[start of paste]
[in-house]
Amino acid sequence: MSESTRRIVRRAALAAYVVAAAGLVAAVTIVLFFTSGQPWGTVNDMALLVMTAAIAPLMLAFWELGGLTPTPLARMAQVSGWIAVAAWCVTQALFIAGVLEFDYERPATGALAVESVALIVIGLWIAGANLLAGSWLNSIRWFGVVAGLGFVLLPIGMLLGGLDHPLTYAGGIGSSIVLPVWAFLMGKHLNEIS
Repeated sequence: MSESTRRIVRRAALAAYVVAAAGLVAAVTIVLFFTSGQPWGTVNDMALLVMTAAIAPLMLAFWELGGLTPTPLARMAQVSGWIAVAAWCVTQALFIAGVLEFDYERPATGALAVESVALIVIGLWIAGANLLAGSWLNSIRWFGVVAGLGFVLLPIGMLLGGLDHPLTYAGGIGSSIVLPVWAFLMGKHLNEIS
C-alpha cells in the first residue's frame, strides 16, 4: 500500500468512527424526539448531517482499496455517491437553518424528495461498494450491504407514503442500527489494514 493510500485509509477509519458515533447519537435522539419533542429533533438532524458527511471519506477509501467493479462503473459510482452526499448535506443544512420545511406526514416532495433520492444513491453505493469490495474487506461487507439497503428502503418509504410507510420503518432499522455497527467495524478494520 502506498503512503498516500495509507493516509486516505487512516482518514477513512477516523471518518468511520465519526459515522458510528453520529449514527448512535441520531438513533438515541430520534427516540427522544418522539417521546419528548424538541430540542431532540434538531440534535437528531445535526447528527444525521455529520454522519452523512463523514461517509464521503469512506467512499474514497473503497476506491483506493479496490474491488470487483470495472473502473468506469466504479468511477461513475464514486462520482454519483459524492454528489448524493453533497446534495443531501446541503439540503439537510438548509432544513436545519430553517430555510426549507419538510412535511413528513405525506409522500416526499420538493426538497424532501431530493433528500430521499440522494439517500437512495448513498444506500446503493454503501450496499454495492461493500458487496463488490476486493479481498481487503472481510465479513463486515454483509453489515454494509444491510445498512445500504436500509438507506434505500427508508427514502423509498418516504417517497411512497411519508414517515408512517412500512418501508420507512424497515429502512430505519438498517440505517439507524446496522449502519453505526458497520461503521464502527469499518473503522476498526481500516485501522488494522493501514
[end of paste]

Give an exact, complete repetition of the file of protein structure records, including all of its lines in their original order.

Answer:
[in-house]
Amino acid sequence: MSESTRRIVRRAALAAYVVAAAGLVAAVTIVLFFTSGQPWGTVNDMALLVMTAAIAPLMLAFWELGGLTPTPLARMAQVSGWIAVAAWCVTQALFIAGVLEFDYERPATGALAVESVALIVIGLWIAGANLLAGSWLNSIRWFGVVAGLGFVLLPIGMLLGGLDHPLTYAGGIGSSIVLPVWAFLMGKHLNEIS
Repeated sequence: MSESTRRIVRRAALAAYVVAAAGLVAAVTIVLFFTSGQPWGTVNDMALLVMTAAIAPLMLAFWELGGLTPTPLARMAQVSGWIAVAAWCVTQALFIAGVLEFDYERPATGALAVESVALIVIGLWIAGANLLAGSWLNSIRWFGVVAGLGFVLLPIGMLLGGLDHPLTYAGGIGSSIVLPVWAFLMGKHLNEIS
C-alpha cells in the first residue's frame, strides 16, 4: 500500500468512527424526539448531517482499496455517491437553518424528495461498494450491504407514503442500527489494514 493510500485509509477509519458515533447519537435522539419533542429533533438532524458527511471519506477509501467493479462503473459510482452526499448535506443544512420545511406526514416532495433520492444513491453505493469490495474487506461487507439497503428502503418509504410507510420503518432499522455497527467495524478494520 502506498503512503498516500495509507493516509486516505487512516482518514477513512477516523471518518468511520465519526459515522458510528453520529449514527448512535441520531438513533438515541430520534427516540427522544418522539417521546419528548424538541430540542431532540434538531440534535437528531445535526447528527444525521455529520454522519452523512463523514461517509464521503469512506467512499474514497473503497476506491483506493479496490474491488470487483470495472473502473468506469466504479468511477461513475464514486462520482454519483459524492454528489448524493453533497446534495443531501446541503439540503439537510438548509432544513436545519430553517430555510426549507419538510412535511413528513405525506409522500416526499420538493426538497424532501431530493433528500430521499440522494439517500437512495448513498444506500446503493454503501450496499454495492461493500458487496463488490476486493479481498481487503472481510465479513463486515454483509453489515454494509444491510445498512445500504436500509438507506434505500427508508427514502423509498418516504417517497411512497411519508414517515408512517412500512418501508420507512424497515429502512430505519438498517440505517439507524446496522449502519453505526458497520461503521464502527469499518473503522476498526481500516485501522488494522493501514